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Biol Psychiatry. 2002 Oct 1;52(7):708-15.

Selective deficits in prefrontal cortical GABAergic neurons in schizophrenia defined by the presence of calcium-binding proteins.

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Department of Biomedical Science, University of Sheffield, United Kingdom.



Postmortem studies have provided evidence for abnormalities of the gamma-aminobutyric acid (GABA)-ergic system in schizophrenia, including deficits of GABA-containing interneurons. The calcium-binding proteins parvalbumin, calbindin, and calretinin can be used as markers for specific subpopulations of cortical GABAergic interneurons.


Following our previous observation of a reduction in the density of parvalbumin- but not calretinin-immunoreactive cells in the prefrontal cortex (Brodmann area 10) in schizophrenia, we have quantified the laminar density of neurons immunoreactive for the calcium-binding proteins parvalbumin, calbindin, and calretinin in a further prefrontal cortical region (Brodmann area 9) in patients with schizophrenia, bipolar disorder, major depression, and in matched control subjects (each group n = 15).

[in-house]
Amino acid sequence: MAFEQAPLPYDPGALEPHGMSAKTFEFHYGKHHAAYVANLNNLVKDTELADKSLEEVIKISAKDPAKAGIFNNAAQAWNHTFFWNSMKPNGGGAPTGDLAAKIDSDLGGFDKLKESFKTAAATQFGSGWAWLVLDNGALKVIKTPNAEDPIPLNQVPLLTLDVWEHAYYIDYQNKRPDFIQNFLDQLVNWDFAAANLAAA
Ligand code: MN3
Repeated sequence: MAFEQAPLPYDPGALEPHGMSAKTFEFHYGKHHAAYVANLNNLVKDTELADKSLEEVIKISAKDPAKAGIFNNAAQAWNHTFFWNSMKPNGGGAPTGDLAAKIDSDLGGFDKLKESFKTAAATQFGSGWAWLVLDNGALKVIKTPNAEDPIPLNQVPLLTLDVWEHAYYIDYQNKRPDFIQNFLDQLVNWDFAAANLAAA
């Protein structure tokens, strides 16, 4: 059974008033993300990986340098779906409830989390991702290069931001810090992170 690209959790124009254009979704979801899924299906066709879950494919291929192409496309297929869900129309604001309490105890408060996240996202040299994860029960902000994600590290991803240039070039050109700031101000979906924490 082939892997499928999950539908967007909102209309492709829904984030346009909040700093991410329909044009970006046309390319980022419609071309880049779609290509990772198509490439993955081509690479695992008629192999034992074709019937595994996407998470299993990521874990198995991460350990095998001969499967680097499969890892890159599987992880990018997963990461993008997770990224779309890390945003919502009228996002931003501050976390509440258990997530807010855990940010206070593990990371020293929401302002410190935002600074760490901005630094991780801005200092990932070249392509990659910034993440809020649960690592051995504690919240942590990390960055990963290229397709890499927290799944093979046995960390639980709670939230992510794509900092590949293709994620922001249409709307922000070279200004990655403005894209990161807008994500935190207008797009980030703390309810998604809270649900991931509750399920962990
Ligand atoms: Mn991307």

Initial statistical analysis revealed reductions in the total cortical density of parvalbumin- and calbindin- but not calretinin-immunoreactive neurons in schizophrenia relative to control subjects. Further analysis comparing individual laminar densities between groups indicated that, following correction for multiple comparisons, only a reduction in calbindin-immunoreactive neurons in cortical layer II in the schizophrenic group attained statistical significance.


These findings suggest that deficits of specific GABAergic neurons, defined by the presence of calcium-binding proteins, are present in schizophrenia. Trends toward similar reductions are observed in bipolar disorder.

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